Spent a bit too much time this weekend trying to implement a stack-based Markdown interpreter in Erlang, and not quite enough time in the planning process. That said, it was a nice initial sketch, and in a few days I'll have time to rework it accordingly.
Web callbacks are a great idea, but are still lacking some conventions before they become a widespread feature for web services and APIs. One of the most important ones: how to authenticate clients registering for web callbacks?
BeepBeep is a great little web micro-framework, which I have enjoyed working with a lot. Sometimes when dealing with micro-frameworks you end up reinventing a wheel a lot. Sometimes that might be part of the appeal, either way, here is a quick look at generating RSS feeds using BeepBeep.
A quick overview of how I ended up versioning templates in Pitance, requiring a bit of extra meta-data as well as creative use of the query api.
While adding SyntaxHighlighter support to Pitance, I went ahead and put together a very simple Erlang brush.
After several months of work, it is finally time to take the curtain off of Pitance. Pitance is an infrastructure for sharing and managing reusable templates and snippets, including a command-line client and an HTTP/JSON API.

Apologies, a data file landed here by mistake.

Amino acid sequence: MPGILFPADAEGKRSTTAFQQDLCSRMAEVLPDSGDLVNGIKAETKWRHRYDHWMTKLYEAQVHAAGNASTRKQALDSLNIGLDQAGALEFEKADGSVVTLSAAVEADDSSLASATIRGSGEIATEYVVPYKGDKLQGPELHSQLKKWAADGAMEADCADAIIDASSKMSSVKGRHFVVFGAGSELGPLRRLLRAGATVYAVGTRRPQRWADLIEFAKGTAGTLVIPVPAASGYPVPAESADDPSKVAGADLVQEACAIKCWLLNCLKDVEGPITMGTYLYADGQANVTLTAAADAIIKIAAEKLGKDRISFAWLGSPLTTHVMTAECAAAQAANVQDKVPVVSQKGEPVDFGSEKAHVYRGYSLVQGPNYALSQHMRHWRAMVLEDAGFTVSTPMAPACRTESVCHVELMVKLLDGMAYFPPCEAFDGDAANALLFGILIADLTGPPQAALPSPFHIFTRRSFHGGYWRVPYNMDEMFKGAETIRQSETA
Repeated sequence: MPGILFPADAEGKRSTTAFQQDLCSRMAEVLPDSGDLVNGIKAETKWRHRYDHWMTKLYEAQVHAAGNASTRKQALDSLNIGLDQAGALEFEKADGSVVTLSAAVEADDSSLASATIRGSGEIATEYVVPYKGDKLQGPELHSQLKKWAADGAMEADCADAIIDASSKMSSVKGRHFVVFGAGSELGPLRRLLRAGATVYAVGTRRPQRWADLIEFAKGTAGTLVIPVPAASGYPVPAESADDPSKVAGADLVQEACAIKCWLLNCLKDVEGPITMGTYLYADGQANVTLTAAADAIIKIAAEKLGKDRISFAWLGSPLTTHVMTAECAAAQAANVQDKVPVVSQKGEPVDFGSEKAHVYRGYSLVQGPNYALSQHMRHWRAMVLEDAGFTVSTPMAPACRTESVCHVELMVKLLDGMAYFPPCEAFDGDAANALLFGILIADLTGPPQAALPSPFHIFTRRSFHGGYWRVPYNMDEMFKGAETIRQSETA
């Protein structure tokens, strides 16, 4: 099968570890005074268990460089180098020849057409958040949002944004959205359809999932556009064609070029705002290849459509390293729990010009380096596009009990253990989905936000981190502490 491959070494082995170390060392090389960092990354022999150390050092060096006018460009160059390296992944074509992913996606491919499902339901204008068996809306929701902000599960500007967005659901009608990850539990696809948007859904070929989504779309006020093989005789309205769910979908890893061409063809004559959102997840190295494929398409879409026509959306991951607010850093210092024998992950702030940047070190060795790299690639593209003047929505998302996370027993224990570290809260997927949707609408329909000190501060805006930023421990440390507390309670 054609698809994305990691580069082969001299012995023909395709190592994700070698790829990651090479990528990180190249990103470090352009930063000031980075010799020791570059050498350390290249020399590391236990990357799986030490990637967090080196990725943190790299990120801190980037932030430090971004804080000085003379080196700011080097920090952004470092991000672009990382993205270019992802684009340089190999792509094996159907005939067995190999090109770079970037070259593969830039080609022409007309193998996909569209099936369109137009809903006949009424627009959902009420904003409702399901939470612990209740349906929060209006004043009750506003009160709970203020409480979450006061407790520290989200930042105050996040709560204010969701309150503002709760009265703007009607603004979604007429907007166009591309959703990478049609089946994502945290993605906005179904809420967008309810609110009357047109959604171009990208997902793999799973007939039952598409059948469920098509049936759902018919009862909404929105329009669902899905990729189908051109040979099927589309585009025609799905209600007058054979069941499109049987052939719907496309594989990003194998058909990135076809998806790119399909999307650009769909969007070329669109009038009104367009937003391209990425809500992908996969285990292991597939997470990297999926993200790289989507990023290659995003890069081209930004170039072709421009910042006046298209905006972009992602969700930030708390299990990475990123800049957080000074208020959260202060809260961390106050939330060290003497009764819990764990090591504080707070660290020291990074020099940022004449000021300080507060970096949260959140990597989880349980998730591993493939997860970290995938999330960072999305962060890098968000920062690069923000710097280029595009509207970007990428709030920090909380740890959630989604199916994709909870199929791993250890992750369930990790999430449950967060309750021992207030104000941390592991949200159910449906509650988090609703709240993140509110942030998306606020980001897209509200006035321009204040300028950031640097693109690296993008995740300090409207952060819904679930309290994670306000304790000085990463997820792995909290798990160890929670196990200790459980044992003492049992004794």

A quick look at a slightly novel solution for balancing load across process groups when building Erlang systems.
A quick post on how to change mimetype in BeepBeep micro-framework for Erlang.
My second paper review, in which I review Butler Lampson's Hints on Computer System Design, an excellent paper which takes a look at a variety of hints for good software engineering.
Here is my first attempt at putting together some thoughts on a computer science paper, in this case Jim Gray's A Transaction Model from 1980. It is an excellent paper which pushed me to think about my current work project in a broader light, and also inspired some ideas about potential future side-projects to experiment with.
Software engineer, technical leader, sci-fi reader, and so on. Born in NC, living in SF, and glad to grab a coffee.